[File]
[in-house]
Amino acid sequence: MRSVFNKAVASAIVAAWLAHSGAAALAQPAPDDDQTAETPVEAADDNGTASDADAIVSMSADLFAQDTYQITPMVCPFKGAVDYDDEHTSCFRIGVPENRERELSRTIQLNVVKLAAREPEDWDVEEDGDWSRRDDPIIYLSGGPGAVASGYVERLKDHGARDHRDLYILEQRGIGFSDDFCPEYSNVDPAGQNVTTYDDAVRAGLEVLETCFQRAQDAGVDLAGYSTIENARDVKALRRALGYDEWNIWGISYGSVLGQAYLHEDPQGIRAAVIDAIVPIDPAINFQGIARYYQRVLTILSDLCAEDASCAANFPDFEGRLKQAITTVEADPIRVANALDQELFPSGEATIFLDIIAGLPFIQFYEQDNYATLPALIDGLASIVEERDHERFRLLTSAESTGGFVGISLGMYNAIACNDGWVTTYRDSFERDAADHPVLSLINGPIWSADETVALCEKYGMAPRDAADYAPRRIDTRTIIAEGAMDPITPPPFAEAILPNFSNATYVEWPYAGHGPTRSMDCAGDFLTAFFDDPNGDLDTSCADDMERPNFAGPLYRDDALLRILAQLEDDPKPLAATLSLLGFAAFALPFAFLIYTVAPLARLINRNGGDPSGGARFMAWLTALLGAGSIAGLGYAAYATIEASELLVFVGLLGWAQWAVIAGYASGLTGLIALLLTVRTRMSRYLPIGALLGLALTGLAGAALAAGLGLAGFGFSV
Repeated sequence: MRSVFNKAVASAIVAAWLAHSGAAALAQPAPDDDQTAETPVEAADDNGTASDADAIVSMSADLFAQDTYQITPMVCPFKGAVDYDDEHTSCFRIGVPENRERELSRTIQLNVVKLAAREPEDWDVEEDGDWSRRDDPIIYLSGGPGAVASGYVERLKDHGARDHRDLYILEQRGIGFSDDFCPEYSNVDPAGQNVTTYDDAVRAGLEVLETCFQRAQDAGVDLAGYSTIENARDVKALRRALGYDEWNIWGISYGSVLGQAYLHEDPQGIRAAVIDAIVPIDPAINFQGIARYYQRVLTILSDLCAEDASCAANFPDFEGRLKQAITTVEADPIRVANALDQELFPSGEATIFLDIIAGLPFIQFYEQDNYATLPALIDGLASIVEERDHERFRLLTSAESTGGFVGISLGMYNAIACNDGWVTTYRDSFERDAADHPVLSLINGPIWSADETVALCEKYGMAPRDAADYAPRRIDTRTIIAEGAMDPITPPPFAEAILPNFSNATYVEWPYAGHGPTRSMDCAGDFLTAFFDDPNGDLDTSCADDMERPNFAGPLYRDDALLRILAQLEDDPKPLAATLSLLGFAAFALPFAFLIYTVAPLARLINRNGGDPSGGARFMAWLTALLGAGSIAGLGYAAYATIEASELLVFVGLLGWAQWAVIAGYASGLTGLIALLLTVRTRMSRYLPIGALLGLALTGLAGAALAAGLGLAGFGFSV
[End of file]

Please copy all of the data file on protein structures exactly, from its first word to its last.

[in-house]
Amino acid sequence: MRSVFNKAVASAIVAAWLAHSGAAALAQPAPDDDQTAETPVEAADDNGTASDADAIVSMSADLFAQDTYQITPMVCPFKGAVDYDDEHTSCFRIGVPENRERELSRTIQLNVVKLAAREPEDWDVEEDGDWSRRDDPIIYLSGGPGAVASGYVERLKDHGARDHRDLYILEQRGIGFSDDFCPEYSNVDPAGQNVTTYDDAVRAGLEVLETCFQRAQDAGVDLAGYSTIENARDVKALRRALGYDEWNIWGISYGSVLGQAYLHEDPQGIRAAVIDAIVPIDPAINFQGIARYYQRVLTILSDLCAEDASCAANFPDFEGRLKQAITTVEADPIRVANALDQELFPSGEATIFLDIIAGLPFIQFYEQDNYATLPALIDGLASIVEERDHERFRLLTSAESTGGFVGISLGMYNAIACNDGWVTTYRDSFERDAADHPVLSLINGPIWSADETVALCEKYGMAPRDAADYAPRRIDTRTIIAEGAMDPITPPPFAEAILPNFSNATYVEWPYAGHGPTRSMDCAGDFLTAFFDDPNGDLDTSCADDMERPNFAGPLYRDDALLRILAQLEDDPKPLAATLSLLGFAAFALPFAFLIYTVAPLARLINRNGGDPSGGARFMAWLTALLGAGSIAGLGYAAYATIEASELLVFVGLLGWAQWAVIAGYASGLTGLIALLLTVRTRMSRYLPIGALLGLALTGLAGAALAAGLGLAGFGFSV
Repeated sequence: MRSVFNKAVASAIVAAWLAHSGAAALAQPAPDDDQTAETPVEAADDNGTASDADAIVSMSADLFAQDTYQITPMVCPFKGAVDYDDEHTSCFRIGVPENRERELSRTIQLNVVKLAAREPEDWDVEEDGDWSRRDDPIIYLSGGPGAVASGYVERLKDHGARDHRDLYILEQRGIGFSDDFCPEYSNVDPAGQNVTTYDDAVRAGLEVLETCFQRAQDAGVDLAGYSTIENARDVKALRRALGYDEWNIWGISYGSVLGQAYLHEDPQGIRAAVIDAIVPIDPAINFQGIARYYQRVLTILSDLCAEDASCAANFPDFEGRLKQAITTVEADPIRVANALDQELFPSGEATIFLDIIAGLPFIQFYEQDNYATLPALIDGLASIVEERDHERFRLLTSAESTGGFVGISLGMYNAIACNDGWVTTYRDSFERDAADHPVLSLINGPIWSADETVALCEKYGMAPRDAADYAPRRIDTRTIIAEGAMDPITPPPFAEAILPNFSNATYVEWPYAGHGPTRSMDCAGDFLTAFFDDPNGDLDTSCADDMERPNFAGPLYRDDALLRILAQLEDDPKPLAATLSLLGFAAFALPFAFLIYTVAPLARLINRNGGDPSGGARFMAWLTALLGAGSIAGLGYAAYATIEASELLVFVGLLGWAQWAVIAGYASGLTGLIALLLTVRTRMSRYLPIGALLGLALTGLAGAALAAGLGLAGFGFSV